‘He’s not into political stuff’: Family in dark as Yemeni-Dutch man languishes in Saudi prison

A family handout picture shows Dutch-Yemeni citizen Fahd Ramadhan (C) with his children in Zaandam in 2023. (Family handout/AFP)

A family handout picture shows Dutch-Yemeni citizen Fahd Ramadhan (C) with his children in Zaandam in 2023. (Family handout/AFP)

  • Fahd Ramadhan is being detained in Saudi Arabia.
  • His family in the Netherlands is worried about him.
  • He was born Saudi Arabia and sought asylum in The Netherlands in 2018.

Fahd Ramadhan spent years building a life as a refugee in the Netherlands, only to have it unravel with his surprise arrest on a trip to his birthplace Saudi Arabia.

The 44-year-old has been detained for more than six months in a case human rights activists say highlights a widening Saudi crackdown on social media posts perceived as even mildly critical of Crown Prince Mohammed bin Salman.

Back in Zaandam, the town north of Amsterdam where Ramadhan had made a new home for himself, his wife and five children have no idea whether and when they might see him again. 

As far as they know, no criminal charges have been filed against him.

“It’s very difficult. I have younger brothers and sisters and a lonely mother who can’t speak Dutch, and I have to take care of all of them,” Abdullah, Ramadhan’s 19-year-old son, told AFP.

“My father is just a man who works at his businesses and loves his family. He’s not into political stuff.”

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Though born and raised in Saudi Arabia, Ramadhan was a Yemeni national and sought asylum in The Netherlands in 2018, a time when Dutch authorities approved many requests from Yemenis because of the war ravaging their country.

In the years that followed, he arranged for his wife and children to join him, learned some Dutch and opened two Yemeni restaurants.

He also gained a large online following with Arabic-language YouTube videos explaining the Netherlands to outsiders, with titles like “What 100 Saudi riyals will buy you in Amsterdam” and “10 things not to do in the Netherlands”.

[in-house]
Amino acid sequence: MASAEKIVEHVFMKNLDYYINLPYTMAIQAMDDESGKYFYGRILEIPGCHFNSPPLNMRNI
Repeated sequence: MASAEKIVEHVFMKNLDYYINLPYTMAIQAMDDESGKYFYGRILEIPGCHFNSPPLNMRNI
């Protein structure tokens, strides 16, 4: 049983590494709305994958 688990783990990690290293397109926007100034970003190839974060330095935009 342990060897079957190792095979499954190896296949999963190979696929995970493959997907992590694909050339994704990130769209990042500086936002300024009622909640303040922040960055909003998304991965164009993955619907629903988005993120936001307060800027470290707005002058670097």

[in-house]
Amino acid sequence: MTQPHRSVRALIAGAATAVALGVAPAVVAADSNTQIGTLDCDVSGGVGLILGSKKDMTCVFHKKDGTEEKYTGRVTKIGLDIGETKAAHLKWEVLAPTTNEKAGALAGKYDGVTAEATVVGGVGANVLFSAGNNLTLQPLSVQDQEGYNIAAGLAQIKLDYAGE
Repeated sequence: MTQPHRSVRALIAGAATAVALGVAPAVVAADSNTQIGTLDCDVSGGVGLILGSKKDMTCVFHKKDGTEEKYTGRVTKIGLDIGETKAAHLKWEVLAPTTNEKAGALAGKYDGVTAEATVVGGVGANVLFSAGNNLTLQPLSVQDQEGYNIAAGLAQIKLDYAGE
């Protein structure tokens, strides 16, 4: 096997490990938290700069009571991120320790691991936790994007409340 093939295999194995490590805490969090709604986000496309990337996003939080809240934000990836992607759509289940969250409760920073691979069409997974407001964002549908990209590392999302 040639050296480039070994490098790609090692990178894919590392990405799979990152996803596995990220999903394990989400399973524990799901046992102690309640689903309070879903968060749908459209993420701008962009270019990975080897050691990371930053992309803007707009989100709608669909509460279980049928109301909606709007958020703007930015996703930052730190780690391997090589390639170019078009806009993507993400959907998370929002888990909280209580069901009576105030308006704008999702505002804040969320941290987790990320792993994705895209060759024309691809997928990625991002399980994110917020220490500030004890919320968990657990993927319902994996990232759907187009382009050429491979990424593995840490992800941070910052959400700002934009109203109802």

In his first viral video, posted in 2019, he wrapped himself in the Yemeni flag and, flowers in hand, tearfully greeted his family as they arrived at Amsterdam airport.

In order to finalise Dutch citizenship for himself and his family, Ramadhan was told he needed to travel to Saudi Arabia to obtain a copy of his birth certificate, his son Abdullah said.

He made the trip in November last year, planning to stay just one week.

Ramadhan generally steered clear of political content online, though he has acknowledged that he once “sympathised online with a critic of the Saudi royal family”, Amnesty International said in a recent statement about the case.

That can be enough to risk arrest in Saudi Arabia, where political dissent remains prohibited even as Prince Mohammed tries to soften the Gulf kingdom’s forbidding image to lure international tourists and investors.

Harsh verdicts, including one death sentence, have been handed down in recent years against Saudis who post critical content online. Saudi officials say the suspects are guilty of “terrorism”-related crimes.

Ramadhan’s family does not believe his case has advanced to trial stage, though they have received no official updates.

Saudi authorities did not respond to AFP’s request for comment.

Around the time Ramadhan flew to Jeddah, several posts on X purported to show private messages in which he appeared to criticise Prince Mohammed, referring to him using a pejorative nickname.

The messages, which Ramadhan’s relatives say are fake, also describe the Saudi government as “reckless”.

Ramadhan’s family say the messages were fabricated by another Yemeni living in the Netherlands with whom Ramadhan had a personal dispute. 

The Saudi public prosecutor’s office was tagged in the posts.

Two days after touching down on Saudi soil, Ramadhan received a phone call summoning him to a police station, where security forces took him into custody.

Amnesty said:

He was allowed to make a brief call to his wife but was not allowed to inform her where he was being detained.

Ramadhan calls home once a week, describing grim detention conditions and worsening symptoms from his diabetes, Abdullah told AFP.

In February, despite being detained in Saudi Arabia, Ramadhan obtained Dutch citizenship, Amnesty said.

“The Ministry of Foreign Affairs is aware of the case of a Dutch national in Saudi Arabian detention, is following it closely and is providing consular assistance,” the Dutch foreign ministry said in response to questions from AFP.

But consular support is not enough, said Amnesty’s Floor Beuming.

“It’s not just a Dutch citizen in detention abroad. It’s also a human rights case,” she said.

“I think it’s very clear that they need to do more and push for his release.”

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